Getting to the bottom of JPMorgan Chase’s online banking outage

It will take JPMorgan Chase days, if not weeks, to get to the bottom of what caused a three-day outage of its consumer online banking system on Monday, Tuesday and Wednesday, cybersecurity experts say.

The bank has issued this terse apology to its online banking customers. Bank officials also have indicated to the Wall Street Journal and to the New York Times that they have ruled out an online attack and believe the outage stems from problems with a third-party software vendor.

However, cybersecurity experts say investigators have a lot of digging to do before they can confidently  isolate the specific trigger. Monash Research principal Curt Monash calls the bank’s explanation “ambiguous and vague.”

Given the scale and complexity of the bank’s online systems it is much too early to rule out some sort of malicious attack as possibly contributing to the outage.


“It’s like finding a needle in a field full of haystacks,” says Jerry Skurla, executive vice president at Nitro Security,  a security monitoring company. “You know the needle is there but you have to find out where it is, and more importantly, figure out how it got there. It takes time.”

Jill Eckhaus, CEO of datacenter association AFCOM, says enterprise networks are “extremely vulnerable” to outages, since a wide spectrum of users have multiple ways and devices they can use to access data stored in data centers. “This includes employees who work from home, cyber criminals, hackers, smart phones, etc.,” says Eckhaus. Securing all outside access points is a big challenge, she says.


Eckhaus says investigators will have to systematically assess and rule out the obvious, including “the nature of the corruption – was the entire database corrupted? Was it only a specific file?” she say. “This will help rule out whether or not this was a cyberattack. It may well have been a virus that got into the database they received.”

Corporate networks today are built to almost never fail, and certainly not for days at a time. That’s especially true for online banking systems that process millions of transactions minute-t0-minute.

“These systems are incredibly resilient, yet also very complex due to the number of moving parts — software application, database, servers, storage, network, as well as the teams of people responsible for each,” says Brian Reagan, marketing manager at data storage company Xiotech. “There are levels of redundancy built into each layer, so a failure would involve multiple breakdowns.”

Online banking systems, in particular, are built to withstand most known failure scenarios, with back up systems at the ready to ensure crucial online services remain accessible to the public. JPMorgan Chase “lost millions every day that the site was down, so the problem had to be something big,” says Caleb Sima, CEO of web site security company Armorize Technologies.

Earlier ‘scheduled maintenance’ outage

JPMorgan Chase’s consumer online services also went off line for 15 hours on Aug. 7 through Aug. 8. Many customers, including Steve Karp, a 57-year-old computer consultant from Tuscon, Ariz., were taken by surprise. A bank spokesman told LastWatchdog on Aug. 9 that the outage was part of scheduled maintenance. But Karp, who checks his online accounts frequently, said he never received notification from the bank.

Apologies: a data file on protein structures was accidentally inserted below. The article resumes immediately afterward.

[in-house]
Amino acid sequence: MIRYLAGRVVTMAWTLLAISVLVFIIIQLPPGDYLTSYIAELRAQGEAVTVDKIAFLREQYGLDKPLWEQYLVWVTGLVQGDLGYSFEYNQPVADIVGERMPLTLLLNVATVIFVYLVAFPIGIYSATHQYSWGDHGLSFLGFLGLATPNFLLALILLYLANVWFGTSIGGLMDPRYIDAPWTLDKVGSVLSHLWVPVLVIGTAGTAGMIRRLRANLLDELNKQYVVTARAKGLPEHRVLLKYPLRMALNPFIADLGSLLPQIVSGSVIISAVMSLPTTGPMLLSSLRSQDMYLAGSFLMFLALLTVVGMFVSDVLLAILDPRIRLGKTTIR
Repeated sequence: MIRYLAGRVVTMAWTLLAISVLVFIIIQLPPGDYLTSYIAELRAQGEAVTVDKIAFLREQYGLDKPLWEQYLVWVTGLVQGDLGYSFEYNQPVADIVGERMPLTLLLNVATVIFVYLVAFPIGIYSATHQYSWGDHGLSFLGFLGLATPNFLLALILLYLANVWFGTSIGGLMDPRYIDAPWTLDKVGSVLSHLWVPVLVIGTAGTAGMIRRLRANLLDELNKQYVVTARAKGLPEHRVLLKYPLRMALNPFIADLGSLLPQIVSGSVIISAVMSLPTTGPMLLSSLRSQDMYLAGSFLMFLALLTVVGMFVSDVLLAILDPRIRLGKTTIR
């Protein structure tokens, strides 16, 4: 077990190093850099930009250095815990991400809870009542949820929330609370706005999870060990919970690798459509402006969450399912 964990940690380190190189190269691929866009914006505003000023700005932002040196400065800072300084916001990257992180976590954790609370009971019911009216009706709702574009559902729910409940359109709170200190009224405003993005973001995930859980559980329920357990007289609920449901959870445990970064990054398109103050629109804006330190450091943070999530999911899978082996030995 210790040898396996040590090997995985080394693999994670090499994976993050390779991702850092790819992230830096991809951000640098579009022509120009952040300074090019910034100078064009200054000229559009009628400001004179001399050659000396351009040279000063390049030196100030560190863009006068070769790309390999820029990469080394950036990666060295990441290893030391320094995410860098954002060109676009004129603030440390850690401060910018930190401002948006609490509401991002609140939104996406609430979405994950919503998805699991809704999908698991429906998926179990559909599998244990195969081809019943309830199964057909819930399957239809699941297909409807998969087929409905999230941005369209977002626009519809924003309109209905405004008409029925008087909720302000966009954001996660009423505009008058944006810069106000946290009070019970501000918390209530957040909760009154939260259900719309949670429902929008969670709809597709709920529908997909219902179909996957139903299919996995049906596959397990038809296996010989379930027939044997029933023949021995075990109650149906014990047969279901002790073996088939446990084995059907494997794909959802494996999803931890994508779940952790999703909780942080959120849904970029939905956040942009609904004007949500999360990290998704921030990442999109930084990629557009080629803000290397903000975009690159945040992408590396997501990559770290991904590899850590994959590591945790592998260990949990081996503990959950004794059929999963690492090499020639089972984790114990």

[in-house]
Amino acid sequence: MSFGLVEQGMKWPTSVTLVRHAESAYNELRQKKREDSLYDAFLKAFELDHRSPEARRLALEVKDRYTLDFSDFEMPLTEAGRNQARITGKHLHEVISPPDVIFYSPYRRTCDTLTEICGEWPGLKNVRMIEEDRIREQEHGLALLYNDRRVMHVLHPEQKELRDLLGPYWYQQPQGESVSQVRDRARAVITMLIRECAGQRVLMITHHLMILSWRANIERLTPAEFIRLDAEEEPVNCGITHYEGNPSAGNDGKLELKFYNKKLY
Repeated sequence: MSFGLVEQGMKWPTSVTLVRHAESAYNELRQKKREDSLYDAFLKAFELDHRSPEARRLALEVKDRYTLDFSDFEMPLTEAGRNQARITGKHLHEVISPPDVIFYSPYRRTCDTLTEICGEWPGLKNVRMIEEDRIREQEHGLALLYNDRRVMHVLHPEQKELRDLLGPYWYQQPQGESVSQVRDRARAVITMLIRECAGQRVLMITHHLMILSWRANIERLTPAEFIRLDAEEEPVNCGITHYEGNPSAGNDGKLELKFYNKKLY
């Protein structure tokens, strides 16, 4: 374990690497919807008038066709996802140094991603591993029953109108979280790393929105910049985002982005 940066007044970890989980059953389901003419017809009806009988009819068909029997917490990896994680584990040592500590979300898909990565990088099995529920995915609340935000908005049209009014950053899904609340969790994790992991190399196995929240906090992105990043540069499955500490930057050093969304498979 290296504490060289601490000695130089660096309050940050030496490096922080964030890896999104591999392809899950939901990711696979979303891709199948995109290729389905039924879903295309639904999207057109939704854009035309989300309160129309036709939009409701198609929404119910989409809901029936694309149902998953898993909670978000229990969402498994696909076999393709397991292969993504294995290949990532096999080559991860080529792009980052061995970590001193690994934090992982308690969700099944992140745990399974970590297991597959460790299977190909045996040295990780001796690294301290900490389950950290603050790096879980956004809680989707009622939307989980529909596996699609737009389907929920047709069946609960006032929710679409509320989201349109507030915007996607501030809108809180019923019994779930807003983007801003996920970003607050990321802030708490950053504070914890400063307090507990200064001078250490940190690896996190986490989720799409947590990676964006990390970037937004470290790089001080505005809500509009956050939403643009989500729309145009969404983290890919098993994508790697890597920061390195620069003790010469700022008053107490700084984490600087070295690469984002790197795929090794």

“I question how truthful Chase was about this matter,” says Karp.

Fast forward to this week’s unscheduled outage. Despite bank officials deflecting blame to an outside vendor, thorough tech forensics remains to be completed. Investigators will have to methodically examine whether they can rule out complicity of an insider, perhaps a disgruntled employee. And it will take extensive legwork to confidently rule out whether hackers who are expert at hiding their tracks might be to blame. There is precedent for both.

In 2008, a disgruntled city employee corrupted the City of San Francisco’s fiber optic network locking out the mayor and other administrators. And in 2007, hackers rigged the Bank of India’s Web site to infect the PCs of customers trying to access their accounts. The site went off line for several days while investigators and technicians restored the system to a clean state.

‘Advanced persistent threats’

Cybercriminals today routinely use cutting-edge tactics, referred to as “advanced persistent threats” (APT) that allow them to control parts of a network and dodge detection for long periods of time. Typically, when APT intrusions are finally discovered, it takes months more to completely clean up. “APT hackers are extremely brilliant at hiding,” says Skurla.

It will take a deep investigation to determine with a high degree of certainty that no security breach was involved. It is possible that a string of programming errors unrelated to any malicious activities is to blame, says Adam Powers, chief technical officer of Lancope, which supplies network monitoring systems.

“An organization can build out a beautifully redundant system but the software itself is always a potential failure point, ” he says.

Either way, JPMorgan Chase’s 16 million or so online banking customers should be concerned. Powers says bank patrons should ask, “has my information been corrupted? A corrupted financial database can lead to lost transactions, erroneous account balances, missed deposits, etc.”

By Byron Acohido

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